Goenkaji was awarded the Padma  Bhushan by the Government of India in the year  2012 for social work.

Goenkaji vacated his physical body on 29th September 2013, and proceeded on his further journey to Higher Realms.

” My teacher said..’ No Ritual ‘ “

S.N. Goenkaji.. Teacher of ” Universal Meditation Technique .. Vipassana ” … a ten day meditation course drawn from the Buddha’s earliest teachings. Goenkaji taught this simple yet powerful technique of close attention to every sensation.

Norman Fischer is a poet and Zen priest who served as abbot of San  Francisco Zen Center from the year 1995 to 2000. He is now a senior teacher at the center and the founding teacher of the everyday Zen Foundation and co-author of Benedict’s Dharma.  Following are some excerpts from the interview conducted by Norman Fischer with Goenkaji. 

Norman Fischer : ” Please tell us, how you became  involved in practicing and teaching Buddhist meditation.”

S.N. Goenka : At first, I hesitated in getting into the Buddha’s teaching. I was born and raised in Burma in a very staunch, conservative Hindu family. We were told from a very young age that the  Buddha  was  wonderful  because he  was  an  incarnation of  Vishnu. But  his teaching was not considered good for us.

However, in 1955.. At the age of 31 .. I started experiencing severe migraines and couldn’t get any help or relief. At that time, a very good friend.. I have always been very grateful to him… Said :  “Go and take this ten-day meditation course.”  I hesitated. “If I became a Buddhist, what would happen to me? I wouldn’t believe in a soul, I wouldn’t believe in God. Then I would go to hell.  No, this was not for me.”

I hesitated for a few months, but then my friend pushed me again: ” Why don’t you go and see U Ba Khin ? ” As well as being a teacher of vipassana (insight meditation), U Ba Khin was a Householder, and in fact, a government official. When I went to see him, immediately felt that he was a saintly person.

The first thing I said was ” I have come for my migraine headaches. “

He said : ” No Goenka, I can’t help you. Go to a doctor “

Because of that response, I was very much drawn to him.  You see, at the time I was a very popular person in my own community. I was president of the Chamber of Commerce and Industry, as well as president or secretary of at least twenty social organizations, including hospitals and schools.  Usually, a Guru feels great about having such a prominent person as a student. But instead he said : ” No, I won’t take you. ” He had no attachment to name or fame or gain.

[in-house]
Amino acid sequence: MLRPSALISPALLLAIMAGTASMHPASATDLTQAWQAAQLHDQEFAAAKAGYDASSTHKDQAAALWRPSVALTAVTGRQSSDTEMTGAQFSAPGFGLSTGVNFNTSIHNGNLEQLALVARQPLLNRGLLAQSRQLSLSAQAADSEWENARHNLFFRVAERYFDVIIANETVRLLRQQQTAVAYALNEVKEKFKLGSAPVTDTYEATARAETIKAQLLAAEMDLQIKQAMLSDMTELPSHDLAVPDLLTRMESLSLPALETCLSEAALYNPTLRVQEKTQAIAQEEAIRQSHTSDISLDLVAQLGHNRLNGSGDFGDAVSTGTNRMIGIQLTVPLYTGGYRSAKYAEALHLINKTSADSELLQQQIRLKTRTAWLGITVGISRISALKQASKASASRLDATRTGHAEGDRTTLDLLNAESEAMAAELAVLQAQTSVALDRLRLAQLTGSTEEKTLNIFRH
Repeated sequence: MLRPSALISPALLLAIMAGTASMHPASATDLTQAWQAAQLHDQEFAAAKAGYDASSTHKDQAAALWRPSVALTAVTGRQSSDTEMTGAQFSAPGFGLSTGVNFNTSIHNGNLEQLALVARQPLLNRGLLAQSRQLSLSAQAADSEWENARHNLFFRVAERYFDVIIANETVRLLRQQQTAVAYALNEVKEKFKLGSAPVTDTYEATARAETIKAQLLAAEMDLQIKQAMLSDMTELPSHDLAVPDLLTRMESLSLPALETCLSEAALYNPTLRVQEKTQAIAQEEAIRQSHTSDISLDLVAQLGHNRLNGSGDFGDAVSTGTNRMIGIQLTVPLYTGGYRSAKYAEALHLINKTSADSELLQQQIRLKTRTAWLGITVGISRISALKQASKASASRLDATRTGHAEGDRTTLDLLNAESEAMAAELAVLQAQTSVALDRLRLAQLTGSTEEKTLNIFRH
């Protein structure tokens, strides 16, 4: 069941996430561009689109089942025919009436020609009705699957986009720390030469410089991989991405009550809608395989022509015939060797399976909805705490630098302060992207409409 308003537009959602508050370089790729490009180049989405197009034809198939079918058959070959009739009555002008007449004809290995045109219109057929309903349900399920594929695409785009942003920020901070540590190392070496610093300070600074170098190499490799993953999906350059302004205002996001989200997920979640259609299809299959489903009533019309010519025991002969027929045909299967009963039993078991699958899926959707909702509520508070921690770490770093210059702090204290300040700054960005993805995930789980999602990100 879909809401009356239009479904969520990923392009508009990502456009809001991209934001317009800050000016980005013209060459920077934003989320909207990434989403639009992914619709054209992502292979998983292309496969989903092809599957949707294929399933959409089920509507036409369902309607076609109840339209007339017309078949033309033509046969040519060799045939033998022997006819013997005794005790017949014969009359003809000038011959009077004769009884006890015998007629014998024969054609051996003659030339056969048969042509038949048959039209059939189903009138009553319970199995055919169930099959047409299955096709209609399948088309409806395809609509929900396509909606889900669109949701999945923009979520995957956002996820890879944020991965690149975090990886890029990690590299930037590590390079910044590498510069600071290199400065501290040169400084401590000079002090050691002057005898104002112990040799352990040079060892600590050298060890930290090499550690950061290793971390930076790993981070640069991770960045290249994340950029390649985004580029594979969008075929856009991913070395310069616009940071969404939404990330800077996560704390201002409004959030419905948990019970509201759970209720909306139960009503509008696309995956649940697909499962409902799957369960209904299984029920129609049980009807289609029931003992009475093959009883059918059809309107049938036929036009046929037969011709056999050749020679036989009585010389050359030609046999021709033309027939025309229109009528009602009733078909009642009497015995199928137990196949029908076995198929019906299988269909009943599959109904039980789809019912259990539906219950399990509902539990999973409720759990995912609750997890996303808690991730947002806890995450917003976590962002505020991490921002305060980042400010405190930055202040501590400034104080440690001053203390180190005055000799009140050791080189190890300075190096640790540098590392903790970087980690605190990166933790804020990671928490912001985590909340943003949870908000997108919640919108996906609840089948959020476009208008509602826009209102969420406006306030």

He explained very lovingly,

” Look, what I teach is a path of high spirituality from India, but our country has lost it. Don’t devalue it. Don’t make use of this technique to treat some physical disease. This technique is to take you out of all misery, not just the misery of a migraine. “

His approach attracted me, but I was still doubtful. This was ” Buddhism “, after all.

Then he asked me a question : ” You are a leader of the Hindu community here in Burma.  Does your Hindu religion have any objection to ‘ silla ( Pali : morality) ‘ ? “

No religion in the world would say that they are against morality. So I replied, ” No sir, I have no objection to ‘ silla ‘.” He continued : “How can you observe sila if you have no control over your mind? I will teach you control of the mind. I will teach you ‘ samadhi ‘.”  

In  Hindu   scripture ‘ samadhi ‘, concentration, is  regarded as a very high thing. The rishis, the great meditators, all do ‘ samadhi ‘. But we householders don’t know what samadhi is. We revere  samadhi,  but  we  don’t   know  what  it  is. If  somebody  wants  then  that  is wonderful. ” No sir “, I replied, ” I have no objection to samadhi. ” 

Then he said : ” Well, mere samadhi won’t do. It will control your mind, but deep inside the behaviour pattern is like a sleeping volcano. It will erupt again, and you will forget everything and you will break your sila. So I will teach you the purification from the deepest level of the mind, ‘ panna (Pali : wisdom) ‘. Do you have any objection to ‘ panna ‘ ? “

At the time, I was a teacher of the Bhagavad  Gita. I’d been explaining, ‘ prajna (Sanskrit :  wisdom) ‘, to people, but I never really knew  it, I never practiced it. It was mere talk. Many times after giving a lecture on ‘ prajna ‘ I would come  home and feel so sorry. Why had I spoken of all these things? I had no trace of liberation from craving, liberation from aversion. I had so much ego and yet I talked of prajna. So I said to U Ba  Khin, ” If somebody teaches me ‘ panna ‘ I have  no objection. ” 

” Well ! Goenka ! ” he replied ” I will teach  you only ‘ sila ‘,  ‘ samadhi ‘ and ‘ panna ‘. Nothing else. Just accept that. If you accept that, then come. ” 

So, I took the ten-day course and I found it good. The teachings of the Buddha were so complete, so pure.

Norman Fischer : ” In my Zen practice and in other  forms of Buddhist practice, there is a lot of ritual, and also clergy and hierarchy. Do you feel there’s any benefit or advantage for Buddhism in ritual? “

Goenka : I don’t wish to condemn anybody but if my teacher had asked me to perform rites  or rituals, I would have said good-bye.

My own Hindu tradition was full of rituals and ceremonies, so to start again with another set of  rituals didn’t make sense. But, my teacher said :

No ritual ! Buddha taught only ‘ sila ‘ , ‘ samadhi ‘, ‘ panna ‘. Nothing else. There is nothing to be added and nothing to be subtracted.”

As the Buddha said : “ Kevalaparipunnam “.  ( Pali : “The whole technique is complete by itself. “)

Norman Fischer : ” Can you please tell us about  your course of instruction in vipassana- the details of it,  how it goes, how you teach people ?”

Goenka : Everyone who comes to the basic  ten-day vipassana course must take five  precepts, because morality is very important as  a basis. New students, at least for those ten days, must observe these precepts very scrupulously.  If one keeps on breaking, ‘ sila ‘, one cannot practice at all.

After the ten days are completed, students are their own masters. If they find it is good for them to continue with the precepts, then they can do so. Older students take eight precepts.

For the ‘ samadhi ‘ aspect of the program, we work with the  respiration, the BREATH. We use the natural BREATH as it comes in and as it goes out, keeping attention to a limited area the entrance of the  nostrils.

Then, from the fourth day onward one is trained to observe the sensations throughout the body-pleasant, unpleasant or neutral-and understand their basic nature. Every sensation has the same nature : arising, passing away, arising, and passing away.